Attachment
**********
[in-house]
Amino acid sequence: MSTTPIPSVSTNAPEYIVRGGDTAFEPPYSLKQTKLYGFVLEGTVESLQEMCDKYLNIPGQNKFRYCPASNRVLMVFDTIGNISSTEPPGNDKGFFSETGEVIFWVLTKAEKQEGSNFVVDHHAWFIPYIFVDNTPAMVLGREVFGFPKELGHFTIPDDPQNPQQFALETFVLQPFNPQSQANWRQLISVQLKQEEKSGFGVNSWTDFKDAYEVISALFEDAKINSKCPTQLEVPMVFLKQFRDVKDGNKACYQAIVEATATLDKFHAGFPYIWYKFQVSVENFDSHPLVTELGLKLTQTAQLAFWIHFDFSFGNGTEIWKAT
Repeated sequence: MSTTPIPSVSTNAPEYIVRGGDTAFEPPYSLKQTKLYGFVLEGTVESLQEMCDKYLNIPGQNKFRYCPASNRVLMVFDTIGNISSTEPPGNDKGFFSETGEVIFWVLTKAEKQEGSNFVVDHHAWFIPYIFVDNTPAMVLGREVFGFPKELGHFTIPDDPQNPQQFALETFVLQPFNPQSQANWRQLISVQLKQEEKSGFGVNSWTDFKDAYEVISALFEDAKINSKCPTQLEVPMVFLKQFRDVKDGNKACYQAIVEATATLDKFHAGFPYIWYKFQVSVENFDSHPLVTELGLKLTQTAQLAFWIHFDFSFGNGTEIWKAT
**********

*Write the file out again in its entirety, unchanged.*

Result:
[in-house]
Amino acid sequence: MSTTPIPSVSTNAPEYIVRGGDTAFEPPYSLKQTKLYGFVLEGTVESLQEMCDKYLNIPGQNKFRYCPASNRVLMVFDTIGNISSTEPPGNDKGFFSETGEVIFWVLTKAEKQEGSNFVVDHHAWFIPYIFVDNTPAMVLGREVFGFPKELGHFTIPDDPQNPQQFALETFVLQPFNPQSQANWRQLISVQLKQEEKSGFGVNSWTDFKDAYEVISALFEDAKINSKCPTQLEVPMVFLKQFRDVKDGNKACYQAIVEATATLDKFHAGFPYIWYKFQVSVENFDSHPLVTELGLKLTQTAQLAFWIHFDFSFGNGTEIWKAT
Repeated sequence: MSTTPIPSVSTNAPEYIVRGGDTAFEPPYSLKQTKLYGFVLEGTVESLQEMCDKYLNIPGQNKFRYCPASNRVLMVFDTIGNISSTEPPGNDKGFFSETGEVIFWVLTKAEKQEGSNFVVDHHAWFIPYIFVDNTPAMVLGREVFGFPKELGHFTIPDDPQNPQQFALETFVLQPFNPQSQANWRQLISVQLKQEEKSGFGVNSWTDFKDAYEVISALFEDAKINSKCPTQLEVPMVFLKQFRDVKDGNKACYQAIVEATATLDKFHAGFPYIWYKFQVSVENFDSHPLVTELGLKLTQTAQLAFWIHFDFSFGNGTEIWKAT